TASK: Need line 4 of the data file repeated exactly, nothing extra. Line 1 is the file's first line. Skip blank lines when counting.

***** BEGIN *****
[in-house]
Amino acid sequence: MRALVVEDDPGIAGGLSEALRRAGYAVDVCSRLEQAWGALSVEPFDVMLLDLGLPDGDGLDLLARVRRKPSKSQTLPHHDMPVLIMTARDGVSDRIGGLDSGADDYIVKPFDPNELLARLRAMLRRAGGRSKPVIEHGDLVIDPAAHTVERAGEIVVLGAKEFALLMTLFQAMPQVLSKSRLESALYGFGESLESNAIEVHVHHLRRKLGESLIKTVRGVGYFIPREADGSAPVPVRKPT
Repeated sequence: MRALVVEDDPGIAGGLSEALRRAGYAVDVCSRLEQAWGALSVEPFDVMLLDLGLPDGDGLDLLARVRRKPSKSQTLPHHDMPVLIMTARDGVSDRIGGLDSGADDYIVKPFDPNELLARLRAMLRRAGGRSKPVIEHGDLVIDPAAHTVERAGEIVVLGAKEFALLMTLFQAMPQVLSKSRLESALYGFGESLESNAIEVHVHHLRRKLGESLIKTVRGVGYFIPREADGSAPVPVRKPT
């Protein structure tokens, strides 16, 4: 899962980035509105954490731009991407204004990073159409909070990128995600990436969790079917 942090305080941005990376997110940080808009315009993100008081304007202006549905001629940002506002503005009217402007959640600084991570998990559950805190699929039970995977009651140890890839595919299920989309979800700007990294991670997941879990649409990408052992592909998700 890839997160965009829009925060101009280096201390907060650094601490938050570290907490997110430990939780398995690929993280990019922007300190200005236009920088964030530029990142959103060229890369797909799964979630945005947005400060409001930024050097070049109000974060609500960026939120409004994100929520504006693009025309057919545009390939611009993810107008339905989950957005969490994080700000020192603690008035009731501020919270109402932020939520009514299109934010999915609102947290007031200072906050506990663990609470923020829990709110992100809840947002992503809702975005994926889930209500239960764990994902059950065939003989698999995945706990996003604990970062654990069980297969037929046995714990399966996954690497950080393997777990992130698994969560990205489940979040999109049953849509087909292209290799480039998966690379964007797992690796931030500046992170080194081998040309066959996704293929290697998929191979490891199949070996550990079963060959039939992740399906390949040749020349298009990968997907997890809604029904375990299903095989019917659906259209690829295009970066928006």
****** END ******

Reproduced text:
């Protein structure tokens, strides 16, 4: 899962980035509105954490731009991407204004990073159409909070990128995600990436969790079917 942090305080941005990376997110940080808009315009993100008081304007202006549905001629940002506002503005009217402007959640600084991570998990559950805190699929039970995977009651140890890839595919299920989309979800700007990294991670997941879990649409990408052992592909998700 890839997160965009829009925060101009280096201390907060650094601490938050570290907490997110430990939780398995690929993280990019922007300190200005236009920088964030530029990142959103060229890369797909799964979630945005947005400060409001930024050097070049109000974060609500960026939120409004994100929520504006693009025309057919545009390939611009993810107008339905989950957005969490994080700000020192603690008035009731501020919270109402932020939520009514299109934010999915609102947290007031200072906050506990663990609470923020829990709110992100809840947002992503809702975005994926889930209500239960764990994902059950065939003989698999995945706990996003604990970062654990069980297969037929046995714990399966996954690497950080393997777990992130698994969560990205489940979040999109049953849509087909292209290799480039998966690379964007797992690796931030500046992170080194081998040309066959996704293929290697998929191979490891199949070996550990079963060959039939992740399906390949040749020349298009990968997907997890809604029904375990299903095989019917659906259209690829295009970066928006």